If you are feeling the strain from monthly loan and credit card payments, bringing your debt under one umbrella may provide financial relief. Although there are several viable debt consolidation solutions, not every option may be the right fit for your needs.
Answering the question “Is debt consolidation a good idea?” depends on many wide-reaching factors. By understanding how debt consolidation works, possible alternatives, as well as its pros and cons, you will be in a better position to make an informed decision.
Debt Consolidation Basics
The average American has more than $90,000 in debt that runs along the demographic breakdown of Generation X ($135,841), Millennials ($78,396), Baby Boomers ($96,984), and Gen Z ($9,593). When consumers roll their outstanding debt and multiple loan products into a single monthly payment, they are consolidating their debt and potentially saving money by securing a relatively low-interest loan. Using the new lower-rate funds to pay off other debts reduces the number of monthly bills, potentially saves money, and offers insight as to when the debt will be paid off in full.
When is Debt Consolidation a Good Idea?
For people with several high-interest loans or credit cards, debt consolidation is generally a good idea. If you have been making on-time loan and credit card payments, your credit score has likely risen. That could position you to gain approval for a low-interest consolidation loan such as a home equity loan, personal loan, or low-rate credit card which typically offers these benefits.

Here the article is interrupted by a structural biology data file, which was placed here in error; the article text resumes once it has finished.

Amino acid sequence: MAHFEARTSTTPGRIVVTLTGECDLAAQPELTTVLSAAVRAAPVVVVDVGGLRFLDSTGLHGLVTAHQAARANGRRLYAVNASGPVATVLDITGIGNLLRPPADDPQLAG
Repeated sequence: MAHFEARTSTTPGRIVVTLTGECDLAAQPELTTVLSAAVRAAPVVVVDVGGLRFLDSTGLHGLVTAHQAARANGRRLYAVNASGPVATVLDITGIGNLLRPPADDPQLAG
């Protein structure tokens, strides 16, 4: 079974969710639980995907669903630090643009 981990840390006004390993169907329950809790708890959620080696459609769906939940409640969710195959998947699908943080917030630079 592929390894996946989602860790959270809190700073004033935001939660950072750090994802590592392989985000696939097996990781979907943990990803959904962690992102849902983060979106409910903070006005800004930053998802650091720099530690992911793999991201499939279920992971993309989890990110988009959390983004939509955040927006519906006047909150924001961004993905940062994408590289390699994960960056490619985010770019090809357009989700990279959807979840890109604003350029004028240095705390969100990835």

- Simplifies Finances: Combining multiple debts into one monthly payment reduces the chance of overlooking a monthly payment. Accidental oversights can damage your credit score and limit borrowing opportunities.
- Saves Money: By paying off higher-rate products with a lower-interest debt consolidation loan, it’s feasible to keep more of your money. Remember to run the numbers regarding the total interest paid between existing debts and that of a consolidation loan such as a home equity loan, personal loan, or low-rate credit card to see your potential savings.
- Expedites Payoff: It’s not uncommon for people to employ debt consolidation solutions to get out of debt quicker. By putting everything under one umbrella, the money you save in interest can be applied to the principal of the remaining balance while also offering you an end date where you potentially may be debt free.
- Reduces Monthly Expenditures: Paying down several loan products often squeezes monthly finances. With only one monthly installment in place, people typically have more cash on hand to enjoy life while still paying down existing debt.
- Improves Credit Score: Debt consolidation can help raise credit scores in several ways. Reducing overall credit utilization is a key metric in determining scores. Minimizing the balance on multiple accounts helps improve credit scores. Perhaps the most significant impact is the speed at which overall debt can be reduced.
Although debt consolidation strategies are widely used, it’s essential to conduct some due diligence. Not every program delivers the benefits consumers anticipate.
When is Debt Consolidation a Bad Idea?
It’s important for those considering debt consolidation to run the numbers before moving forward. While consolidation solutions such as home equity loans, personal loans, or low-rate credit cards provide proven benefits for many, there are exceptions to every rule. Consider the following scenarios in which a debt consolidation loan product might not solve your financial woes.
- Unexpected Costs: Some lending institutions charge exorbitant fees for origination, balance transfers, and closing costs. These and other fees add up, making the loan product less likely to deliver savings. CCCU continues to include only necessary and nominal fees. Be sure to research what additional costs will be added when you apply for a debt consolidation loan.